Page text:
As Election Day 2020 approaches, the media and pollsters alike are once again assuring anyone who will listen – a number growing smaller by the day – that President Donald Trump is about to suffer a blowout defeat. He trails Joe Biden by 7.8% in national polling and is down 3.4% in key battleground states.
According to the polls, Trump’s unfavorable ratings are too high, his rhetoric too polarizing, and his opponent too experienced and well-funded to beat. If that message sounds familiar, it’s because you heard the same one in 2016. Pollsters convinced the American people, and the media, that President Trump had no hope of victory.
In reality, the president exceeded polling expectations in 10 of the 12 battleground states. In Wisconsin, a state all but ignored by the Clinton campaign in part because of her polling numbers there, President Trump was supposedly down 6.5%. He won it. In Michigan, he was down 3.4% and in Pennsylvania 1.9%. He won both of them as well by 0.3% and 0.7%, respectively. In nine of the 12 battleground states, polls were off by at least three percentage points.
After the polling debacle of 2016, pollsters and the media who presented their findings as fact, were contrite, apologizing for their failures, and promising to fix their mistakes and implement new strategies so the same thing would never happen again.
Actually, that’s not what happened. After taking a victory lap on the few states they correctly predicted, pollsters and the media washed their hands of any blame, claiming no one could have predicted a Trump victory—a surprising admission from the self-proclaimed arbiters of truth.
The polling industry has spent the last four years offering token promises of reforming their practices, rather than making substantive changes that will help them rebuild the trust of the American people. And that trust is waning, with the majority of Americans say they no longer believe political polling.
This lack of trust is displayed further when you take into account what the American people think will happen on election day. In 2016, seven in 10 Americans said they expected Hillary Clinton to win, a number surely impacted by the polls they were seeing. In 2020, despite facing polls that show him with a larger lead than Clinton, just four in 10 Americans say they expect a Biden victory.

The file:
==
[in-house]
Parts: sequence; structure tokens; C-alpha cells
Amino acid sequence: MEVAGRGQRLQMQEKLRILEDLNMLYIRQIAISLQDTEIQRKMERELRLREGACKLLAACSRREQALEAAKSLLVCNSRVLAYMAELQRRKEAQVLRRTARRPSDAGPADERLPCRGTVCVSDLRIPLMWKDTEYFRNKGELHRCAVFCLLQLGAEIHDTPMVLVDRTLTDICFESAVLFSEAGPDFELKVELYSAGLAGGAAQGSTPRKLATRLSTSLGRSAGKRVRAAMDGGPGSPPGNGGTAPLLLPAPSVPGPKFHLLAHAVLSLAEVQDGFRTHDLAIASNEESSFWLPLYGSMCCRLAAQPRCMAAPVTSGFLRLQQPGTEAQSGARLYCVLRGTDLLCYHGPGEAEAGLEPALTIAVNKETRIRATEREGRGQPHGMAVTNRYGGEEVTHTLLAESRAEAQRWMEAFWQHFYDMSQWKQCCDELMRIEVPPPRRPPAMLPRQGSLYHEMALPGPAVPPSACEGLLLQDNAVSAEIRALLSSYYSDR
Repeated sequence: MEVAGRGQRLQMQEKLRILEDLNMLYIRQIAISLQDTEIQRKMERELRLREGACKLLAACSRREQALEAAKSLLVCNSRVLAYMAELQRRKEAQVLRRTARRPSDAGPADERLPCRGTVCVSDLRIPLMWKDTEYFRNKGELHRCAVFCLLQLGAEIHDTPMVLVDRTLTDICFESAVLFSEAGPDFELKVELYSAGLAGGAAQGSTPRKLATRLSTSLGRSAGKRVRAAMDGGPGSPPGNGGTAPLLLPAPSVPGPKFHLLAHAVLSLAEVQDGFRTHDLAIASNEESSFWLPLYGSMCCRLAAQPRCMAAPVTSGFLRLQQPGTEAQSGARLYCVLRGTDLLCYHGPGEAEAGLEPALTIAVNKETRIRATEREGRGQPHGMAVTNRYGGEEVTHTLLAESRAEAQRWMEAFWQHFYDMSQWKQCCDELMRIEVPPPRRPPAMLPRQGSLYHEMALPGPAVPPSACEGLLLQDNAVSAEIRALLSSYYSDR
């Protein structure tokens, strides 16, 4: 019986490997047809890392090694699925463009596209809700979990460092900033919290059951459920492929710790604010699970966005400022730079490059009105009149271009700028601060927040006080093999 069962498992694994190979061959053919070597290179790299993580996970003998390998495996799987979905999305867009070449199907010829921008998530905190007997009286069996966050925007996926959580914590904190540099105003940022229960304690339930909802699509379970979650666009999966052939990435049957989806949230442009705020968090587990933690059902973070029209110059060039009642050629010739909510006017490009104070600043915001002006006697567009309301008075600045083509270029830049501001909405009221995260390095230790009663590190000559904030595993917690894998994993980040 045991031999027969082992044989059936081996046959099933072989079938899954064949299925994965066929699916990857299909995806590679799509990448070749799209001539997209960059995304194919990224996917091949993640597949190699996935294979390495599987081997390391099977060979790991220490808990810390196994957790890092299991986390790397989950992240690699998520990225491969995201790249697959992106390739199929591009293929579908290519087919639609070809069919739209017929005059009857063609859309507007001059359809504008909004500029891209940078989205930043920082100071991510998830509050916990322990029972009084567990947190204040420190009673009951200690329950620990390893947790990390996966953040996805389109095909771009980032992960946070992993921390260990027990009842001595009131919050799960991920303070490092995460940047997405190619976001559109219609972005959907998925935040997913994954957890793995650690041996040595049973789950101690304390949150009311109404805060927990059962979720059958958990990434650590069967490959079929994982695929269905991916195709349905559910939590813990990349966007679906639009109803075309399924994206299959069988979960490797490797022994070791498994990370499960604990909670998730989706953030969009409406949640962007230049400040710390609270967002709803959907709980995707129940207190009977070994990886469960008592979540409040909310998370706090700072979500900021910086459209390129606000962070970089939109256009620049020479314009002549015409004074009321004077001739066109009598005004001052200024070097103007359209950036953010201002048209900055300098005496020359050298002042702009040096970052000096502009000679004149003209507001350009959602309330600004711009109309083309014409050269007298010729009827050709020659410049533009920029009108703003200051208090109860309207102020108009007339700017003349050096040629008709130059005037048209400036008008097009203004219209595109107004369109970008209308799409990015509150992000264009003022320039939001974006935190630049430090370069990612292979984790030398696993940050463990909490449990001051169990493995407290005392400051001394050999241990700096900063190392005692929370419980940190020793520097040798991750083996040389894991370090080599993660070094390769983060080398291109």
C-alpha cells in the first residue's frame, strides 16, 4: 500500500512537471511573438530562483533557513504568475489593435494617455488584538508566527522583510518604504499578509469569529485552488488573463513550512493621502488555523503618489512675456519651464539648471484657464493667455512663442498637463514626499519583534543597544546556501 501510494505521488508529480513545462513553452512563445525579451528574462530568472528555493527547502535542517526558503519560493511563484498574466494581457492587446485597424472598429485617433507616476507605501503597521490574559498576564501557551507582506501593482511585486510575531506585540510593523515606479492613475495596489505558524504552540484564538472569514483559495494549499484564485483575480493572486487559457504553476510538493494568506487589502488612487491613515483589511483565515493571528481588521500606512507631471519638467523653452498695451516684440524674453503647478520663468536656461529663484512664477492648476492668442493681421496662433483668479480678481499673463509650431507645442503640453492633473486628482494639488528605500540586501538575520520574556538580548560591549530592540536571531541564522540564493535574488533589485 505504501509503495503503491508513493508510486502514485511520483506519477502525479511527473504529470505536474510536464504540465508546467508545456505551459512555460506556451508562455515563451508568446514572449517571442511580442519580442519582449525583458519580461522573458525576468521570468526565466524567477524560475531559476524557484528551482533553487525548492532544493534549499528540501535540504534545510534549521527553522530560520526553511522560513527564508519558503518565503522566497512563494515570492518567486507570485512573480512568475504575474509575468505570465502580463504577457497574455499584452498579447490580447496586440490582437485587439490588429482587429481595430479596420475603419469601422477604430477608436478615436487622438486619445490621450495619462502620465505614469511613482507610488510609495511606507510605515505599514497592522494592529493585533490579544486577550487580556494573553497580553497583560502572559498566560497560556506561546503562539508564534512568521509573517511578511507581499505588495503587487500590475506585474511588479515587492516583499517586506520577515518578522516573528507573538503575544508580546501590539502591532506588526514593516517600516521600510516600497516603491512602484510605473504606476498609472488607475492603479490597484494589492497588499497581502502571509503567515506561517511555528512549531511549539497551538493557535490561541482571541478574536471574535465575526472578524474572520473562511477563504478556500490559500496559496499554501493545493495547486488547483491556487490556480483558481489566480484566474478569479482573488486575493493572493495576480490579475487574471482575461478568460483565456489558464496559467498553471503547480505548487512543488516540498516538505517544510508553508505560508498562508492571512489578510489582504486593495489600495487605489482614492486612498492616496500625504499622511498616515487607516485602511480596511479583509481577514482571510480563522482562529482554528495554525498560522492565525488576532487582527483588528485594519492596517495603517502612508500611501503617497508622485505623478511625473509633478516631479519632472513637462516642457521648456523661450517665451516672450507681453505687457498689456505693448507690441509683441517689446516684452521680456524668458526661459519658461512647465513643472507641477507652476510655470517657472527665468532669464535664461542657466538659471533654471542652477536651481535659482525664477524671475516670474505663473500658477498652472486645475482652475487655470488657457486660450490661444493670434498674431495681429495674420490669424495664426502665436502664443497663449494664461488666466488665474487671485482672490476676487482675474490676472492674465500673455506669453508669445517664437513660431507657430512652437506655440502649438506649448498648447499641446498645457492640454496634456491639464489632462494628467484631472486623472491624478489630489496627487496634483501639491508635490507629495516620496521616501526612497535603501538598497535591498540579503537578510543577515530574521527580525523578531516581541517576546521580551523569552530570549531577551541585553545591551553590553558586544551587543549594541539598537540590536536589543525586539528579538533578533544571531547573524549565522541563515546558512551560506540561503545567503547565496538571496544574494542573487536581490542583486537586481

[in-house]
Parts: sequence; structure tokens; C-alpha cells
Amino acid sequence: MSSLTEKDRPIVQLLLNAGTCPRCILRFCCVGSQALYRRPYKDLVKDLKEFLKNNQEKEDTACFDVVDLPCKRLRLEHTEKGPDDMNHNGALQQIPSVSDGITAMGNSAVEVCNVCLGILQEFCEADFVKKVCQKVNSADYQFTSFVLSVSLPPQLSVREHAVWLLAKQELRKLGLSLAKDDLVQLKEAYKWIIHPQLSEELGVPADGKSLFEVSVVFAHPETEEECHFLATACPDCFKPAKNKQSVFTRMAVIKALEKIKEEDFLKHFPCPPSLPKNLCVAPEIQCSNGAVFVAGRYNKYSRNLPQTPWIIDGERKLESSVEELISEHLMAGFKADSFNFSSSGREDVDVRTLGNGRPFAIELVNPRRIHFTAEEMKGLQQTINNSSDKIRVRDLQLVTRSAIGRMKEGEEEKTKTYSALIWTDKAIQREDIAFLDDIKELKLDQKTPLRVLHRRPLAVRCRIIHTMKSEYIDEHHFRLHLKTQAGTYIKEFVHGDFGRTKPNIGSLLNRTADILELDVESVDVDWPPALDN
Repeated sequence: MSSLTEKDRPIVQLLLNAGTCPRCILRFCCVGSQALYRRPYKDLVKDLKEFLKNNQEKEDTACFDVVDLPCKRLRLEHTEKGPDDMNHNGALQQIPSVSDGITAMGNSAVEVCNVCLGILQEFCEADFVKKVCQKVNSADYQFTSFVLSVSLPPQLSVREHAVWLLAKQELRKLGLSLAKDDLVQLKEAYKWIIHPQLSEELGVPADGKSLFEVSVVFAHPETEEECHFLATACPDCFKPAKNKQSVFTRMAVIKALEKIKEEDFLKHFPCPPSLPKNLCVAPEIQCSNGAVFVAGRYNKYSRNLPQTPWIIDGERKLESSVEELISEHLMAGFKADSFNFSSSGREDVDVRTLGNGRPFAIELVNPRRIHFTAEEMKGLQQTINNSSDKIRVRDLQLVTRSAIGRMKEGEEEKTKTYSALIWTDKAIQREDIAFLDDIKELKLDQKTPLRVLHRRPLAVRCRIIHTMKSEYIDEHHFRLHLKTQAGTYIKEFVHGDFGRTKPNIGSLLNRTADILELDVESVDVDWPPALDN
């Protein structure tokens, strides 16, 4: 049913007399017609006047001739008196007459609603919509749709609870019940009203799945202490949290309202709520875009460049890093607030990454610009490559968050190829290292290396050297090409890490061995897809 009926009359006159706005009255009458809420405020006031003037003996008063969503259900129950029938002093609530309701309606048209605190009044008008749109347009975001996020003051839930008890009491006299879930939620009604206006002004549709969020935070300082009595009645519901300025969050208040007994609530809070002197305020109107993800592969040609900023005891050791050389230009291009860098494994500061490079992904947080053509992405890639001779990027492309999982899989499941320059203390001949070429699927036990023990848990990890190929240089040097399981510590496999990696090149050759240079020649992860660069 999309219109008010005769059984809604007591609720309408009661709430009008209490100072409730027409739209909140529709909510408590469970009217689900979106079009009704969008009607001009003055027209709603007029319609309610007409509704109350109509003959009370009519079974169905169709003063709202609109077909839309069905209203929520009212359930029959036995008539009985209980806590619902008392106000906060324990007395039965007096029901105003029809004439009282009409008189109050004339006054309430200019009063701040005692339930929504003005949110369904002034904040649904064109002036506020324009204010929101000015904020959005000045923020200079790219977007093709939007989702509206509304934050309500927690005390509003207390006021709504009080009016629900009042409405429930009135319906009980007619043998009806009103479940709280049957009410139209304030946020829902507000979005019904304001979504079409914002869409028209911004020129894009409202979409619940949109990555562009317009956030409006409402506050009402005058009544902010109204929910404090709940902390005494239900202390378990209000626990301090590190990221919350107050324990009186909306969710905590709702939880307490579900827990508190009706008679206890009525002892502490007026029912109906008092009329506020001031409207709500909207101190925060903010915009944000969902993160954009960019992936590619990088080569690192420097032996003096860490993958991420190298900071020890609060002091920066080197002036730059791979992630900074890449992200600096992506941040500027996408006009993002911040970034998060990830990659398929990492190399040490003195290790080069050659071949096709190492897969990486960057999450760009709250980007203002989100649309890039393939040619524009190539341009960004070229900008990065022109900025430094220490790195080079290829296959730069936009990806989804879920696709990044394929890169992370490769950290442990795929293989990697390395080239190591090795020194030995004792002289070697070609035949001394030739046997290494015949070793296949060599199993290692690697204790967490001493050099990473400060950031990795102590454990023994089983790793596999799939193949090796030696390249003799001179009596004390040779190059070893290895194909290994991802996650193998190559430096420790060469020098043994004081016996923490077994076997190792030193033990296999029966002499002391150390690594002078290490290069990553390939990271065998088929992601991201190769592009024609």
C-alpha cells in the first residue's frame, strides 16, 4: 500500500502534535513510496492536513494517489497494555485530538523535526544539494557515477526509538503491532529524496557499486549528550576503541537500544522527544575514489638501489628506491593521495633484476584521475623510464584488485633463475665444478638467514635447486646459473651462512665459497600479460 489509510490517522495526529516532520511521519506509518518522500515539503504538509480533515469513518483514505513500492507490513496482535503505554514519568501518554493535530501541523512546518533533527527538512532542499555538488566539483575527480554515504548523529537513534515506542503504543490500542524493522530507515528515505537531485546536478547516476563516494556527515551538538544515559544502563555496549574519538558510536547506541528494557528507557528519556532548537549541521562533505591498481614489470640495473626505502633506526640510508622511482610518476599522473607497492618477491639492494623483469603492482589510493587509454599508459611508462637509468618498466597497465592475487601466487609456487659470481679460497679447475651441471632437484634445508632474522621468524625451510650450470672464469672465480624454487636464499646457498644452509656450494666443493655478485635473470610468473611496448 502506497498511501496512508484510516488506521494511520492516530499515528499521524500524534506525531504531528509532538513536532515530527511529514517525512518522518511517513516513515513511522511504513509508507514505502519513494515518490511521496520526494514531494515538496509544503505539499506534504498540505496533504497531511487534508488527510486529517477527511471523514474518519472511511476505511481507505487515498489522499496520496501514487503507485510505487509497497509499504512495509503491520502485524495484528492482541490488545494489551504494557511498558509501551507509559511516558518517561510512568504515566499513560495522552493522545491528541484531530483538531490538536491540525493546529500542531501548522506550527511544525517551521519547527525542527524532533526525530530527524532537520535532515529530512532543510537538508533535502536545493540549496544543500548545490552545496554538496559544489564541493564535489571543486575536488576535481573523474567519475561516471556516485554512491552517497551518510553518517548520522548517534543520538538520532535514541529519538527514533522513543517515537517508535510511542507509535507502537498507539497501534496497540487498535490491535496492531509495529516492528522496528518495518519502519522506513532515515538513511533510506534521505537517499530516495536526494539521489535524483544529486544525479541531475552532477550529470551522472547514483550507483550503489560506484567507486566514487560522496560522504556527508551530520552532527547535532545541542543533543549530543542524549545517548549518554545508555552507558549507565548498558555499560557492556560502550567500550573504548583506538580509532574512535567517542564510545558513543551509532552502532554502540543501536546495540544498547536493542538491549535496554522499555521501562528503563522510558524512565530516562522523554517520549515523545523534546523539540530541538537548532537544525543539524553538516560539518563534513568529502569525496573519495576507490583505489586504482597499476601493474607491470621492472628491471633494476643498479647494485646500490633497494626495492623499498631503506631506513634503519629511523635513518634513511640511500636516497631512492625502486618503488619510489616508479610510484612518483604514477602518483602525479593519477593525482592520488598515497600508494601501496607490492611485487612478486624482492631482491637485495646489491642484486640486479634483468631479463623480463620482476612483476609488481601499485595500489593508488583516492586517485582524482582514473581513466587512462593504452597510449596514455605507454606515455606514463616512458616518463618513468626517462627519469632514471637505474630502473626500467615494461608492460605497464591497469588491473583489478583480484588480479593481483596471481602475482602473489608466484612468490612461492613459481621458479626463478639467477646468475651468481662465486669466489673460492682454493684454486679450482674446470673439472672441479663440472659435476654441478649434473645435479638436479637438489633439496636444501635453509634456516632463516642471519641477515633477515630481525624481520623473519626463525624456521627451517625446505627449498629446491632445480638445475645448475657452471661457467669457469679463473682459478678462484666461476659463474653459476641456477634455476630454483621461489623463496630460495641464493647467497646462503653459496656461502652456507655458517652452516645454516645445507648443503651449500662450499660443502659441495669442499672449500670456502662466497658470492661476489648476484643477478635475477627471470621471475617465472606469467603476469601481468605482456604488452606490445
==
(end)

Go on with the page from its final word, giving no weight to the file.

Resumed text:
Despite what the media and pollsters might think of them, the American people aren’t stupid. Election after election has shown them that pollsters, despite the media’s claims to the contrary, are not infallible.
Is it possible that Joe Biden really is leading by wide margins in battleground states, the way the polls predict? Of course. Pollsters claim to have learned from their mistakes, vowing to increase the frequency of their surveys and adjust their samples on “educational attainment,” often a key metric in determining political affiliation.
In addition, The Washington Post pointed out recently that “some types of people may be more likely to answer a survey than others,” leading polling companies to adjust how they draw samples and match population demographics.
But if those adjustments fail to provide more accuracy and this race goes the way of 2016, we won’t be witnessing the demise of Donald Trump, but rather the very people guaranteeing it. They better hope they’re right.
The views expressed in this opinion piece are the author’s own and do not necessarily represent those of The Daily Wire.
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